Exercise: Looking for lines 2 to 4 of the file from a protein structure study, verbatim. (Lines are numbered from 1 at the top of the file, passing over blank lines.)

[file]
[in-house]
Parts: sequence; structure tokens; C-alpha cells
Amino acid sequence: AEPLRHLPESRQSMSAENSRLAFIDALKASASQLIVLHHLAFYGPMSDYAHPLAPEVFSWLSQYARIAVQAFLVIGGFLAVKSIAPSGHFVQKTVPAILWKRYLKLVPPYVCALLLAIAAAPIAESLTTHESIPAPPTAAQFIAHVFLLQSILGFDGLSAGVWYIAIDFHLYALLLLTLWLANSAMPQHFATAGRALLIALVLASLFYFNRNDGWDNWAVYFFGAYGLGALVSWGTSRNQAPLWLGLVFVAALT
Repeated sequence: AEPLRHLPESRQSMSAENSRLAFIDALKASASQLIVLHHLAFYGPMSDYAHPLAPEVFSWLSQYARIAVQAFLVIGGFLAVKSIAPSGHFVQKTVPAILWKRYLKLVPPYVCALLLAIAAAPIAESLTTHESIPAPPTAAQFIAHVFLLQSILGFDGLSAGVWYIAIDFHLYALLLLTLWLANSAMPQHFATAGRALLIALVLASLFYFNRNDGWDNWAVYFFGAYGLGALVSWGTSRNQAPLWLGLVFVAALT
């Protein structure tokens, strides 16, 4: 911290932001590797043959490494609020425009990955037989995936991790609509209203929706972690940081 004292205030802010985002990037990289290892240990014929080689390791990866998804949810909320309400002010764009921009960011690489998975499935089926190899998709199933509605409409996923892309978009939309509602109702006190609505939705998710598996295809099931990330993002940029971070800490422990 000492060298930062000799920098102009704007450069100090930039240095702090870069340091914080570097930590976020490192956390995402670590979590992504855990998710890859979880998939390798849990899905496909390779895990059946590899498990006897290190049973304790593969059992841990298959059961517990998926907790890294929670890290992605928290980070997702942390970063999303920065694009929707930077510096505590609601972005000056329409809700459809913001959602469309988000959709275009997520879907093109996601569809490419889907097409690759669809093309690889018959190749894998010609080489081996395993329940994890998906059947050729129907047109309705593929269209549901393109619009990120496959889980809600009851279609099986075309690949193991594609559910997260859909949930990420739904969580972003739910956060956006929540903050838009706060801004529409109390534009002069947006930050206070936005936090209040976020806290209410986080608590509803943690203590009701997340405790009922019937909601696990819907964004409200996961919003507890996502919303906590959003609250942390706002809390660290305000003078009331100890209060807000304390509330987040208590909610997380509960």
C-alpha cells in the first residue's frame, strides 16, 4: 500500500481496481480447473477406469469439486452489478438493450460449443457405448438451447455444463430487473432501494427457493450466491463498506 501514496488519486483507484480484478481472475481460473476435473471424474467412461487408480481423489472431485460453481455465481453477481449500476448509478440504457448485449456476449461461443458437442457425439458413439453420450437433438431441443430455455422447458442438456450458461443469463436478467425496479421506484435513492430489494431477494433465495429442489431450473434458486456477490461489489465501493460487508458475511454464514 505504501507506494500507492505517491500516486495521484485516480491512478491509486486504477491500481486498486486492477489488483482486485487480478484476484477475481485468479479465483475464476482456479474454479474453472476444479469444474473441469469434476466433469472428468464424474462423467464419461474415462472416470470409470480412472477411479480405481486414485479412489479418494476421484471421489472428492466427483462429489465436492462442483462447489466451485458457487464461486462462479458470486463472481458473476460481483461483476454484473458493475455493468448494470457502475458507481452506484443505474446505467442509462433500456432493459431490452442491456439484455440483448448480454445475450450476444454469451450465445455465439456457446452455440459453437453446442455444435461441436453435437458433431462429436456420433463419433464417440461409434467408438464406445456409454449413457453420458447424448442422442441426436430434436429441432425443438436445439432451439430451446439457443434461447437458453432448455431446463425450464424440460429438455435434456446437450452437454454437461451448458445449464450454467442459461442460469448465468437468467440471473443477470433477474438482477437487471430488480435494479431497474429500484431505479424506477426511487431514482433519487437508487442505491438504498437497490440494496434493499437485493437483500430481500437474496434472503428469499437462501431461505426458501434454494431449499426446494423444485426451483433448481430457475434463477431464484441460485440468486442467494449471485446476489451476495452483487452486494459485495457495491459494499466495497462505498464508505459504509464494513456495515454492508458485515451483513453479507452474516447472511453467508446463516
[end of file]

Parts: sequence; structure tokens; C-alpha cells
Amino acid sequence: AEPLRHLPESRQSMSAENSRLAFIDALKASASQLIVLHHLAFYGPMSDYAHPLAPEVFSWLSQYARIAVQAFLVIGGFLAVKSIAPSGHFVQKTVPAILWKRYLKLVPPYVCALLLAIAAAPIAESLTTHESIPAPPTAAQFIAHVFLLQSILGFDGLSAGVWYIAIDFHLYALLLLTLWLANSAMPQHFATAGRALLIALVLASLFYFNRNDGWDNWAVYFFGAYGLGALVSWGTSRNQAPLWLGLVFVAALT
Repeated sequence: AEPLRHLPESRQSMSAENSRLAFIDALKASASQLIVLHHLAFYGPMSDYAHPLAPEVFSWLSQYARIAVQAFLVIGGFLAVKSIAPSGHFVQKTVPAILWKRYLKLVPPYVCALLLAIAAAPIAESLTTHESIPAPPTAAQFIAHVFLLQSILGFDGLSAGVWYIAIDFHLYALLLLTLWLANSAMPQHFATAGRALLIALVLASLFYFNRNDGWDNWAVYFFGAYGLGALVSWGTSRNQAPLWLGLVFVAALT